This post does not talk about the usual “how you can ace social media”; it addresses something far more crucial.
It is no secret that behind the picture-perfect posts on Instagram and career gurus’ advice on LinkedIn, most, if not all social media platforms are agencies that make many people feel inadequate, insecure and unconfident about their bodies, lifestyles, careers, failures and differences.
In this age, when everyone turns to social media for validation, it is extremely easy to fall into traps of self-criticism and let one’s mental health take a backseat. While I wish otherwise, I believe that it is impossible to create a mechanism covering such a large spectrum that can filter out all the above without taking away freedom of speech and media autonomy.
That being said, I think the gamechanger on how social media affects humans can be — humans. We can all make a personal effort to co-exist in the virtual world and live in peace without pulling each other down and help each other rise. Honestly, it can’t be that difficult. We manage to do it all the time in the real world, don’t we? And we are all the better for it.
I have been a user on four social media platforms for the past 1 year. I am no influencer, just another average person trying to navigate my way into communities that interest me and conversations where I feel I can contribute.
On many occasions, I have found myself stressed due to peer pressure, ridiculously unachievable career advice by influencers and seemingly unreal physical appearances (I know most of the time it is just filters, but we leave no opportunity to self-doubt, do we? The mind wants what it wants) — none of which I can achieve in a hundred years.
And I am not alone. I personally know so many young people who go through similar tumultuous emotions, some more than others. However, I make a constant effort not to get overwhelmed by what I view on social media and via this article, I would like to share some of those ways in the hope that it might be beneficial to those who read it.
To begin with, it is of utmost importance that you don’t blindly create profiles on all social media platforms. Instead, choose a few — as few as possible — which you believe can benefit you in some way. The benefit a platform offers should always be more than the cost. The benefit here can be academic/career-oriented/networking/communication with family, and the cost is simply your time (and money in the case of paid platforms).
The next step is to make whichever platform/s you choose a comfortable space for yourself. Before you follow/connect with someone or send friend requests, take a look at the kind of content that person posts and whether it resonates with you or not. If it is irrelevant or makes you feel uncomfortable/stressed, stay away.
Remember — how much value you get out of social media is completely unrelated to how many connections or followers you have.
It is also imperative to understand that every platform is created for a different purpose. Try to figure out if your requirements/interests fit in with the platform’s purpose; otherwise, you would simply be wasting your time. For example, LinkedIn is a professional networking platform for employment-oriented information, not a dating site.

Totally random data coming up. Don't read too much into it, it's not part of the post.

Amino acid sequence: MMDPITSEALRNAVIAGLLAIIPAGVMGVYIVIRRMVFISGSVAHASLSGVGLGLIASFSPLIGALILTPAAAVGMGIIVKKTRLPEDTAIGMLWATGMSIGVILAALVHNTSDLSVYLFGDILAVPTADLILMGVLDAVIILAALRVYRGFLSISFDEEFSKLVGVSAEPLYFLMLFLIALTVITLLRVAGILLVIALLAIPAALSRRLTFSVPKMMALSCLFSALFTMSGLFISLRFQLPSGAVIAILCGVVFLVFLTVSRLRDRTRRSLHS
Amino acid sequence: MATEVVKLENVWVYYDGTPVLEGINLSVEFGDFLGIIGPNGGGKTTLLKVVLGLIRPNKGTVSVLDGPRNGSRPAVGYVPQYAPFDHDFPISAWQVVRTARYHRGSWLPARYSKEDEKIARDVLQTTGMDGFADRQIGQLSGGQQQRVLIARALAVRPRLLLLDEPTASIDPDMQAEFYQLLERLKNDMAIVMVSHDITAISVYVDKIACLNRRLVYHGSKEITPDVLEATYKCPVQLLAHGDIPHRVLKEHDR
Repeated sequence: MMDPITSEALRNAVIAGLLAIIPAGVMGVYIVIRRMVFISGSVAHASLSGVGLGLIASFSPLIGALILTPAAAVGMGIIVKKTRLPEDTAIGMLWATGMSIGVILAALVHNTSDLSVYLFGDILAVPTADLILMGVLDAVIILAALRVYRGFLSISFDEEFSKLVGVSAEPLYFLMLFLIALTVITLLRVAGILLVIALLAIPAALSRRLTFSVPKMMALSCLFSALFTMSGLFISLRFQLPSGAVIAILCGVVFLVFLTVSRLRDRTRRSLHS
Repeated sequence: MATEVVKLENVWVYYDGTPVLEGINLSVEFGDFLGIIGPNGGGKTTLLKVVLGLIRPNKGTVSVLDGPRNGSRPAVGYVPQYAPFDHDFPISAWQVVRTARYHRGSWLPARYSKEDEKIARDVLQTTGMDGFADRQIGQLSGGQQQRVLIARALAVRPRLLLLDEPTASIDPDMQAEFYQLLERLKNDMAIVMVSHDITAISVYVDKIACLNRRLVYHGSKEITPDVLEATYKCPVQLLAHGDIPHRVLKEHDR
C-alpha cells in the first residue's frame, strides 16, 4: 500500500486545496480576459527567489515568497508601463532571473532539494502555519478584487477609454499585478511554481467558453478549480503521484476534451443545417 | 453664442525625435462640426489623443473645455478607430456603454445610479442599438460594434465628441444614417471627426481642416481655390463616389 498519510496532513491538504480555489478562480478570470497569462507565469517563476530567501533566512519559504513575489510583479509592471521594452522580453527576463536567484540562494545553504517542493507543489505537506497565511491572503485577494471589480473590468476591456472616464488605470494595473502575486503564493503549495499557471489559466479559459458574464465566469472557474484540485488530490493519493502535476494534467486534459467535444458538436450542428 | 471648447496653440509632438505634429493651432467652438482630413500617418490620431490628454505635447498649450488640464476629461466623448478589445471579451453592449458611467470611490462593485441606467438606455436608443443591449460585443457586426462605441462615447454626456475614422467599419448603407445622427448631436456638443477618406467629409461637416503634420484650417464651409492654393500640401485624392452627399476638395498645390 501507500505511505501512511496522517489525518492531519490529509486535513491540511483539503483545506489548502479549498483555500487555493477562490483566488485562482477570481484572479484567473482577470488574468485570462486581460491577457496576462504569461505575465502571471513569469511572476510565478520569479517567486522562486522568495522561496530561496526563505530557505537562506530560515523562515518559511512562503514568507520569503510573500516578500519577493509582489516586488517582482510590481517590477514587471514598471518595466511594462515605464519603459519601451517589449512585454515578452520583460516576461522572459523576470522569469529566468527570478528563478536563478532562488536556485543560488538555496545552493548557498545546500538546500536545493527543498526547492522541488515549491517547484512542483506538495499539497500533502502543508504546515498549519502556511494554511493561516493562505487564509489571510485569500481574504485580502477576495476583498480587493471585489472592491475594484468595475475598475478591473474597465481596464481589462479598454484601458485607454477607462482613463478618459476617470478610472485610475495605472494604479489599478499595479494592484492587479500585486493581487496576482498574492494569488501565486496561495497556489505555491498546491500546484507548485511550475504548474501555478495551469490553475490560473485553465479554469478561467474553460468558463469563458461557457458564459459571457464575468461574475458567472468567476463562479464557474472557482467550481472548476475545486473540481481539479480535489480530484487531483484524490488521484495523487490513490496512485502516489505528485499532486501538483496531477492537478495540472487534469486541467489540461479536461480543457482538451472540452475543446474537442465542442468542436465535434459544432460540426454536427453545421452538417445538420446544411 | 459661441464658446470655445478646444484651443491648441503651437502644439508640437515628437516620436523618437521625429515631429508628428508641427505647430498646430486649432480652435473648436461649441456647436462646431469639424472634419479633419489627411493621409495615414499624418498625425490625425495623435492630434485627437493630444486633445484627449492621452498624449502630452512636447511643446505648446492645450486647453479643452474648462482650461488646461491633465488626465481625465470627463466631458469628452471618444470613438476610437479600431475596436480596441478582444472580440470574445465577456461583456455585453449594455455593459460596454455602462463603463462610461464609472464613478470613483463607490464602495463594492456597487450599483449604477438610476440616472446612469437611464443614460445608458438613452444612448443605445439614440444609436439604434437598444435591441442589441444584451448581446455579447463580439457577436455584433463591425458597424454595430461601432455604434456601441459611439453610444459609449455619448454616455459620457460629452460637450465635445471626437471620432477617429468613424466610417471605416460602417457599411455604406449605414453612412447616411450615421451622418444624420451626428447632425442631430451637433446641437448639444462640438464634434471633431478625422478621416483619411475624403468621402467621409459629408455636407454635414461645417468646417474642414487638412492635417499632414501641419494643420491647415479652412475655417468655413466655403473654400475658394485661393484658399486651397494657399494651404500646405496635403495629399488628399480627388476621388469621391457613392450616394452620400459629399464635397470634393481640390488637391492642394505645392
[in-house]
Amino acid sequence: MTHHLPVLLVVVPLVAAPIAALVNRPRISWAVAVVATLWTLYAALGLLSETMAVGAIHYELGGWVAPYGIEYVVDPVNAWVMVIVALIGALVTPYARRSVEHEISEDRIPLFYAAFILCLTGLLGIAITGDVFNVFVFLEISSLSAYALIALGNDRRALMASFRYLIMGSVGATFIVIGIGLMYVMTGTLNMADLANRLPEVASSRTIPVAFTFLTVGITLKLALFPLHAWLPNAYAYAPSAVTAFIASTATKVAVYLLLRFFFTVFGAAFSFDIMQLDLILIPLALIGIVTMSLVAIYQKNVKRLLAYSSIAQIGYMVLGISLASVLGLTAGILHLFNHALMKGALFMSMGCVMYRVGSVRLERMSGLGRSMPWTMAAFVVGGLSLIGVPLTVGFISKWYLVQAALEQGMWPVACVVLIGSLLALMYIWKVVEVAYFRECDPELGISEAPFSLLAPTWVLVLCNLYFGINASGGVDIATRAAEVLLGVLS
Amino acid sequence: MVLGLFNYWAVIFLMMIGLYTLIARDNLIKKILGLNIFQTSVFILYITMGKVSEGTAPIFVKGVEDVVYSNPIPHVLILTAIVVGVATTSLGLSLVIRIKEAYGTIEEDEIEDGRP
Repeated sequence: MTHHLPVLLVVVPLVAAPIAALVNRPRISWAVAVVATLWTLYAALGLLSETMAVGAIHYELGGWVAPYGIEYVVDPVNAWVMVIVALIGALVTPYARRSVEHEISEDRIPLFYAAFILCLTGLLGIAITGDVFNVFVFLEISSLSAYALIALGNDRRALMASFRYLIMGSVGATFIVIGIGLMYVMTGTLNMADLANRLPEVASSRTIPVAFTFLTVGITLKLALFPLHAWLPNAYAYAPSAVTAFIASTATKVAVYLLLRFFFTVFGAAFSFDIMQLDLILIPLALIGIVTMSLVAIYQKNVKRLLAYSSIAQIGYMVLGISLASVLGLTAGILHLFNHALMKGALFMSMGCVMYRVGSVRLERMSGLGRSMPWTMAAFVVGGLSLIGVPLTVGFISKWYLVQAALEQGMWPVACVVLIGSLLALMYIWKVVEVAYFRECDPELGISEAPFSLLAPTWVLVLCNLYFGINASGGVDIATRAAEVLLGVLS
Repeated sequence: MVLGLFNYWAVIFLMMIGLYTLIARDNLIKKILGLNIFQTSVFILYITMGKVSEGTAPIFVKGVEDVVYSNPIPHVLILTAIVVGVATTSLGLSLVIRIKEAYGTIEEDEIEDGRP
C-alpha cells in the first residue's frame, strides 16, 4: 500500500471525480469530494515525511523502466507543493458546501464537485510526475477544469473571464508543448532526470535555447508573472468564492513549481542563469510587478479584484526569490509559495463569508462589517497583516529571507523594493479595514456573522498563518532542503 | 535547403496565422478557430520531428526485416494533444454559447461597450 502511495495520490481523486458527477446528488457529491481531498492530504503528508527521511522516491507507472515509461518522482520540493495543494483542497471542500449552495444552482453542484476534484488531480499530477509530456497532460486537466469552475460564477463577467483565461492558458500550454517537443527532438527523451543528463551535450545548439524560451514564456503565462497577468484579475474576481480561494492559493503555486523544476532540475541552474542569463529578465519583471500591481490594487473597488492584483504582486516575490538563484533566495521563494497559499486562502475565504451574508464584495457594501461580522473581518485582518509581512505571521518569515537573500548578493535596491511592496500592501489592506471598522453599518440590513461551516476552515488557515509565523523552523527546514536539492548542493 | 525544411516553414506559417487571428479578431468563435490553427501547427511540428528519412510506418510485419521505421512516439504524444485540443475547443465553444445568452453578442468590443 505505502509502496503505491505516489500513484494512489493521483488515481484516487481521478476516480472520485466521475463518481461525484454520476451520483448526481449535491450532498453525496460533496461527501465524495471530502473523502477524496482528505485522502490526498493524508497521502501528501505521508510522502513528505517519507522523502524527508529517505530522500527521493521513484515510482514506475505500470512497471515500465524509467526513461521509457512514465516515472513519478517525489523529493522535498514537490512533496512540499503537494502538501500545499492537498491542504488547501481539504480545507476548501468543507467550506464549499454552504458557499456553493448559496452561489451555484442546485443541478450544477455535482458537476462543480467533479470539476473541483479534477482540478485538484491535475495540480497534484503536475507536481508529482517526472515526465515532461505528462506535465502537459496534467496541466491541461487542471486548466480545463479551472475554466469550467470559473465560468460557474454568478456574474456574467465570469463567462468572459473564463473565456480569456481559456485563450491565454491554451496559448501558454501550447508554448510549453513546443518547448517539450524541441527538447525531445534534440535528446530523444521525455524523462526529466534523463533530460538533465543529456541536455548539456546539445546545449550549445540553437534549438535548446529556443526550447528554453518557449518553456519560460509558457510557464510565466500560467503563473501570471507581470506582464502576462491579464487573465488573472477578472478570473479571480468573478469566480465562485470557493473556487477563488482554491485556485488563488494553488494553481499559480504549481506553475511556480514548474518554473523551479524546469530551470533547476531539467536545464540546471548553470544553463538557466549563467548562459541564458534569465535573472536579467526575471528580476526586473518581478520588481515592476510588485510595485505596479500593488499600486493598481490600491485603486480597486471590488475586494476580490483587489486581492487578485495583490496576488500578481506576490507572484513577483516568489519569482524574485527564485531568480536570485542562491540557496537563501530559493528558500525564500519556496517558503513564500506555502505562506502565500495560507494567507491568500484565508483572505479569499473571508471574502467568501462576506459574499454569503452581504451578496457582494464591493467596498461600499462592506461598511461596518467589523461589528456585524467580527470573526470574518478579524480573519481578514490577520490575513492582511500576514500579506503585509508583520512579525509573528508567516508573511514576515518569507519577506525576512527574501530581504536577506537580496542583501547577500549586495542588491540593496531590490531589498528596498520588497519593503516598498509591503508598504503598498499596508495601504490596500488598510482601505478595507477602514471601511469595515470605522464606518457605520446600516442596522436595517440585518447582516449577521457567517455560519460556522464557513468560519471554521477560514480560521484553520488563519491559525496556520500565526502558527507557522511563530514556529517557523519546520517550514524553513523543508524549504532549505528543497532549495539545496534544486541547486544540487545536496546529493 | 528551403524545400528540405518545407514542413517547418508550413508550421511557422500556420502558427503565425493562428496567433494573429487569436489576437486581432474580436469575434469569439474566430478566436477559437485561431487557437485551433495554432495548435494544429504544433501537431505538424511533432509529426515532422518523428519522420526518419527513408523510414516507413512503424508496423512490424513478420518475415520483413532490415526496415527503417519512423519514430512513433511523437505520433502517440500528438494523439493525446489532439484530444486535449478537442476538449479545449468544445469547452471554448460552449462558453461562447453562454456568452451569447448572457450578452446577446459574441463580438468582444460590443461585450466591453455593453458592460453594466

Once you have understood your choice of social media, do not be afraid of sharing content. Unfortunately, especially when it comes to platforms like LinkedIn, young professionals often hesitate about their posts, debating if they have enough experience to share their opinions on any matter.
If you feel you have something to share, go for it, irrespective of whether you doubt you are “qualified enough” or not. Social media is made for human users and every human has different stories and perspectives. There is no right or wrong, bad or good in sharing what’s on your mind, as long as it’s not intentionally hurtful towards another person.
Accept that there will be people who won’t agree with you and write opinions or share pictures that you won’t agree with. Differing opinions are not a crime — they should be treated as conversation starters and push buttons towards building interesting connections.
Do not be nasty on social media — not in the comments sections, not in DMs. I wish people would understand that social media is already triggering for many people to begin with, without getting trolled for sharing what they believe in and how they choose to live their lives. Also, please have the courage to call out and report all trolls/abusers you encounter.
No matter how active you are, normalise taking breaks from social media. I would go as far as saying incorporate breaks into your calendar. Lots of breaks. As many breaks as you need. As many breaks as you want.
Lastly, I can’t emphasise enough on how imperative it is that you practice self-kindness and don’t force yourself to participate or harbour undue stress to keep posting on a platform. Instead, prioritise more tangible entities in your life like your family and friends, work and hobbies. And never forget — social media cannot compensate for the pressure it puts on your mental health, which is why you have to put yourself first.
At the end of the day, it is just a virtual world and it does not define your worth — unless you allow it to.